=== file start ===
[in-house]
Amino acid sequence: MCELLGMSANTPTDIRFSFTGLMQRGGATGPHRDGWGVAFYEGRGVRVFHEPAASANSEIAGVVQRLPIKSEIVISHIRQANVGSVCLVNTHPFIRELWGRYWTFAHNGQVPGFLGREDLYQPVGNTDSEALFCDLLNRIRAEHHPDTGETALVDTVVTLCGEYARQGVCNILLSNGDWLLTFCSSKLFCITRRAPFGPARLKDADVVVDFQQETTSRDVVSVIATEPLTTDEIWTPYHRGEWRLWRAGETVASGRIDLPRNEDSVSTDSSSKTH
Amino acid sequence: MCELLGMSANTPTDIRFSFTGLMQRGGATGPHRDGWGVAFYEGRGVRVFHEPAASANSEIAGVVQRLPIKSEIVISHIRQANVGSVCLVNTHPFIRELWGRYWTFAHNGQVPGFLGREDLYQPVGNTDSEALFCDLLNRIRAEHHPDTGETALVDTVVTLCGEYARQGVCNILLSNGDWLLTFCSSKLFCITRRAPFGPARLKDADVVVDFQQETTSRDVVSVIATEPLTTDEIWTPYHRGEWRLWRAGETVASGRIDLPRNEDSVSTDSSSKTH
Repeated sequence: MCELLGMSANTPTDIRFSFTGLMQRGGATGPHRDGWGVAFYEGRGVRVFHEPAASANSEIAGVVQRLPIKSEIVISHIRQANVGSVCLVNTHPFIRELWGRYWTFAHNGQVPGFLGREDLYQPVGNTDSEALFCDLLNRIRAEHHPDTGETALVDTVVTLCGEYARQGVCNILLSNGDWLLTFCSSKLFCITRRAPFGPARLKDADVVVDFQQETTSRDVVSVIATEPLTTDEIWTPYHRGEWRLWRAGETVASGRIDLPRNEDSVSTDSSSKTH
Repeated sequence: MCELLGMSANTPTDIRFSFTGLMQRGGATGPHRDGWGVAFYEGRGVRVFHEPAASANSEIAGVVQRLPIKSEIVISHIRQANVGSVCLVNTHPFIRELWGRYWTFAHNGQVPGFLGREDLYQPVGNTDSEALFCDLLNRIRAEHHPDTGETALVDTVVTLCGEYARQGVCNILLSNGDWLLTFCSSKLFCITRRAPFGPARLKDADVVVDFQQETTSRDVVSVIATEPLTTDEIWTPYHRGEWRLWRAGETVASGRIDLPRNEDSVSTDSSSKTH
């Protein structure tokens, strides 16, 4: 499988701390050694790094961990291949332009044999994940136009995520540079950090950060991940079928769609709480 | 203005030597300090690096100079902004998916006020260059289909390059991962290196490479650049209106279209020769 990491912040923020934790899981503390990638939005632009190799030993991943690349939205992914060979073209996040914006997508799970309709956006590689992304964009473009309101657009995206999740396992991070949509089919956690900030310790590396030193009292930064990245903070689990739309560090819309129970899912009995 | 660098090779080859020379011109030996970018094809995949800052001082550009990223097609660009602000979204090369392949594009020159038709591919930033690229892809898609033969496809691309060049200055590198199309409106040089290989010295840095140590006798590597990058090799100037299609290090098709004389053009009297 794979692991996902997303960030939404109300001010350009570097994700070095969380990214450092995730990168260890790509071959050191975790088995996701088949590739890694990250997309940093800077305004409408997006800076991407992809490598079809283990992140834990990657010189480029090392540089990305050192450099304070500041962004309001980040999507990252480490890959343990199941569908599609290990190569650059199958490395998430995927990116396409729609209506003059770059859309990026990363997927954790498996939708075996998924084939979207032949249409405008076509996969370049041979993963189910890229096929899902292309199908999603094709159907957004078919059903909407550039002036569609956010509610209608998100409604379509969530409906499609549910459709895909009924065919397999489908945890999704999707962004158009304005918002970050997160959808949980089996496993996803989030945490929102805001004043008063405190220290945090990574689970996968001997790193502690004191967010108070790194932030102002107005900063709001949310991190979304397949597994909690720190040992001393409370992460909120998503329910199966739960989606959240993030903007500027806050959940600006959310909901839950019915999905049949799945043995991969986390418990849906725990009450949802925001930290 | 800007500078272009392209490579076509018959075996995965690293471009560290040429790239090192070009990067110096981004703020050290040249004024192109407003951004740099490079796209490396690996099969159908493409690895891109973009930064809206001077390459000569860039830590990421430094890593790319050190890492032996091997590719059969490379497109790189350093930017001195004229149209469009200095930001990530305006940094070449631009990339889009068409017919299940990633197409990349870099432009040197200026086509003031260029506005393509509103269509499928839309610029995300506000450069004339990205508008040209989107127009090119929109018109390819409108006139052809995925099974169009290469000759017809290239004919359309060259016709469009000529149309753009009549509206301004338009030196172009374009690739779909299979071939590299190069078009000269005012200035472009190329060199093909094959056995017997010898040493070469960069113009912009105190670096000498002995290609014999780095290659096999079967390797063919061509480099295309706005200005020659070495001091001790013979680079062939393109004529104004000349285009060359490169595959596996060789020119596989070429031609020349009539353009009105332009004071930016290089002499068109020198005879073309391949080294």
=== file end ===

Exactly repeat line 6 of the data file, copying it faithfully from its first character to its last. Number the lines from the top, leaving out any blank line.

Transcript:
């Protein structure tokens, strides 16, 4: 499988701390050694790094961990291949332009044999994940136009995520540079950090950060991940079928769609709480 | 203005030597300090690096100079902004998916006020260059289909390059991962290196490479650049209106279209020769 990491912040923020934790899981503390990638939005632009190799030993991943690349939205992914060979073209996040914006997508799970309709956006590689992304964009473009309101657009995206999740396992991070949509089919956690900030310790590396030193009292930064990245903070689990739309560090819309129970899912009995 | 660098090779080859020379011109030996970018094809995949800052001082550009990223097609660009602000979204090369392949594009020159038709591919930033690229892809898609033969496809691309060049200055590198199309409106040089290989010295840095140590006798590597990058090799100037299609290090098709004389053009009297 794979692991996902997303960030939404109300001010350009570097994700070095969380990214450092995730990168260890790509071959050191975790088995996701088949590739890694990250997309940093800077305004409408997006800076991407992809490598079809283990992140834990990657010189480029090392540089990305050192450099304070500041962004309001980040999507990252480490890959343990199941569908599609290990190569650059199958490395998430995927990116396409729609209506003059770059859309990026990363997927954790498996939708075996998924084939979207032949249409405008076509996969370049041979993963189910890229096929899902292309199908999603094709159907957004078919059903909407550039002036569609956010509610209608998100409604379509969530409906499609549910459709895909009924065919397999489908945890999704999707962004158009304005918002970050997160959808949980089996496993996803989030945490929102805001004043008063405190220290945090990574689970996968001997790193502690004191967010108070790194932030102002107005900063709001949310991190979304397949597994909690720190040992001393409370992460909120998503329910199966739960989606959240993030903007500027806050959940600006959310909901839950019915999905049949799945043995991969986390418990849906725990009450949802925001930290 | 800007500078272009392209490579076509018959075996995965690293471009560290040429790239090192070009990067110096981004703020050290040249004024192109407003951004740099490079796209490396690996099969159908493409690895891109973009930064809206001077390459000569860039830590990421430094890593790319050190890492032996091997590719059969490379497109790189350093930017001195004229149209469009200095930001990530305006940094070449631009990339889009068409017919299940990633197409990349870099432009040197200026086509003031260029506005393509509103269509499928839309610029995300506000450069004339990205508008040209989107127009090119929109018109390819409108006139052809995925099974169009290469000759017809290239004919359309060259016709469009000529149309753009009549509206301004338009030196172009374009690739779909299979071939590299190069078009000269005012200035472009190329060199093909094959056995017997010898040493070469960069113009912009105190670096000498002995290609014999780095290659096999079967390797063919061509480099295309706005200005020659070495001091001790013979680079062939393109004529104004000349285009060359490169595959596996060789020119596989070429031609020349009539353009009105332009004071930016290089002499068109020198005879073309391949080294």